Euthanasia is most often accomplished for pets by injection of a death-inducing drug. A tranquilizer may be given first to relax your pet. Following injection of the euthanasia drug, your pet will immediately become deeply and irreversibly unconscious as the drug stops brain function. Death is quick and painless. Your pet may move its legs or head or breathe deeply several times after the drug is given, but these are reflexes and don’t mean that your pet is in pain or is suffering.
An appointment can be made at our hospital or in the comforts of your pet's home. Options of home-burial and cremation services are available. Please call our veterinary team should you like to schedule a house-call and/or discuss cremation options as well.
If your pet can no longer experience the things it once enjoyed, cannot respond to you in its usual ways, or appears to be experiencing more pain than pleasure, you may need to consider euthanasia. Likewise, if your pet is terminally ill or critically injured, or if the financial or emotional cost of treatment is beyond your means, euthanasia may be a valid option. Sometimes asking yourself the question, “Does my pet have more bad days than good days?” can help you make the decision.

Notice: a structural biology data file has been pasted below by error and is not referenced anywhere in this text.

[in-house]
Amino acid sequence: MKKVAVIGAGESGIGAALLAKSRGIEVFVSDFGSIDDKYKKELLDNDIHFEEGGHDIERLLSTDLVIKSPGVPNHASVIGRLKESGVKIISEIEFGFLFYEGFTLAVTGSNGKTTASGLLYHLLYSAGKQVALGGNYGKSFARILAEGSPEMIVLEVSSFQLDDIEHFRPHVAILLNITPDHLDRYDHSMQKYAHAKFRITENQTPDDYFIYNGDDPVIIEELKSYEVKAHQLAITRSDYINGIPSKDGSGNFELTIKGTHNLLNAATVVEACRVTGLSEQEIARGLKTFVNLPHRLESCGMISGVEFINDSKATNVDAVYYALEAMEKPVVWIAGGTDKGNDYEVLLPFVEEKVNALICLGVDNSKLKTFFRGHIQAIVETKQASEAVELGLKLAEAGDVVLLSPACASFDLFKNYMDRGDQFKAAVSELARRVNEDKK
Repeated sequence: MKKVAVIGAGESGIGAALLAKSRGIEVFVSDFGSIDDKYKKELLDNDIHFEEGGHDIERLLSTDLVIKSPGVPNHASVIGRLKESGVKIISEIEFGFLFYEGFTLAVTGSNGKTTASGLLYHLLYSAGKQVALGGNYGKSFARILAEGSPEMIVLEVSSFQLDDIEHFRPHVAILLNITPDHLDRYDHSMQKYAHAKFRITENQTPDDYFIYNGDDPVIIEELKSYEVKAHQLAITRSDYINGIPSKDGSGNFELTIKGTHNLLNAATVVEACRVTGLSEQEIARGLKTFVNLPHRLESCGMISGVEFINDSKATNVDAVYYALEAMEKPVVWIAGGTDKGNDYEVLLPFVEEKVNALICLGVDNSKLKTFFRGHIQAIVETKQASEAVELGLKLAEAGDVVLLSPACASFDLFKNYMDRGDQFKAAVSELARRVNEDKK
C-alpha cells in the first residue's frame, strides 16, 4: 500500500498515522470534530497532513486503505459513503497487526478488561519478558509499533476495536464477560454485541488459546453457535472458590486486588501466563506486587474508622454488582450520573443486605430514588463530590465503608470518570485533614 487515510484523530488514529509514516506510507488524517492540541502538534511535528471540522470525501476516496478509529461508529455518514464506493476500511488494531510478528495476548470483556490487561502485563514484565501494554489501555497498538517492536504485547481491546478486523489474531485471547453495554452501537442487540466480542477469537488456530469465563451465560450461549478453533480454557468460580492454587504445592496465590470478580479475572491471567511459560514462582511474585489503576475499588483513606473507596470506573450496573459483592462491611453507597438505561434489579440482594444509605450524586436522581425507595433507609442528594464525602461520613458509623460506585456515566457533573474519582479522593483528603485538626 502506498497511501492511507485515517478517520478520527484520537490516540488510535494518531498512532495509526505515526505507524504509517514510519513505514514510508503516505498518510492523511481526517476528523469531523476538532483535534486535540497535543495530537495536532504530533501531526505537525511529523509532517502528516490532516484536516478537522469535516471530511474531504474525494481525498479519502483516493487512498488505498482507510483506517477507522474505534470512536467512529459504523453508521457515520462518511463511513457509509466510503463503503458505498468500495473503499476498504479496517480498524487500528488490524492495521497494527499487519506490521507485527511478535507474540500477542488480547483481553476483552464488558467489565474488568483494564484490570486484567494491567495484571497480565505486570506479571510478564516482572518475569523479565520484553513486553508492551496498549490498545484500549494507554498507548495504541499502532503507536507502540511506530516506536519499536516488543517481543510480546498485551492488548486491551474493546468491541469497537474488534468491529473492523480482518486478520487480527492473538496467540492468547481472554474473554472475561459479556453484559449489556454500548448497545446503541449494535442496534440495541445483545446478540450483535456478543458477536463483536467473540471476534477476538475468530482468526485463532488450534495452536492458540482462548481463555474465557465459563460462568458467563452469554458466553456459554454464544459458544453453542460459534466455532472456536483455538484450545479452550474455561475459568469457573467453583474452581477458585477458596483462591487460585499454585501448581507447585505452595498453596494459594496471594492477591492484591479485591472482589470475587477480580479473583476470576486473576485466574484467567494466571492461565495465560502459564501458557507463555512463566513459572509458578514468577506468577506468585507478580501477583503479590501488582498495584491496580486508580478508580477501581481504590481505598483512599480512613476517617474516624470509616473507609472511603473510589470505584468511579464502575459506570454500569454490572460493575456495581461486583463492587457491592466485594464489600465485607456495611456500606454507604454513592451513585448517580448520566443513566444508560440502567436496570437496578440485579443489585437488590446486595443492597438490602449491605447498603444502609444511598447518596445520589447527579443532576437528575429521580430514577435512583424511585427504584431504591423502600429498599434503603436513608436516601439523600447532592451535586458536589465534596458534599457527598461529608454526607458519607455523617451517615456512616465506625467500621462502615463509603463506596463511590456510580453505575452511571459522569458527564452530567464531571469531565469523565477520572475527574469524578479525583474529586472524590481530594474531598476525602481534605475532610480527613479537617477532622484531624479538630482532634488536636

As your veterinarian, we understand your bond with your pet and can examine and evaluate your pet’s condition, estimate its chances for recovery, and discuss any potential disabilities, special needs and long-term problems. Because as your veterinarian, we cannot make the euthanasia decision for you, it is important that you fully understand your pet’s condition. If there is any part of the diagnosis or the possible effects on your pet’s future that you don’t understand, ask questions that will help you understand. Although there are times when the decision needs to be made immediately, you usually will have some time to review the facts and discuss it with your family and friends before making the decision.
It’s never an easy decision to make, but perhaps the kindest thing you can do for a pet that is extremely ill or so severely injured that it will never be able to resume a life of good quality is to have your veterinarian induce its death quietly and humanely through euthanasia.
A decision concerning euthanasia may be one of the most difficult decisions you will ever make for your pet. Although it is a personal decision, it doesn’t need to be a solitary one. Your veterinarian and your family and close friends can help you make the right decision and can support you as you grieve the loss of your pet.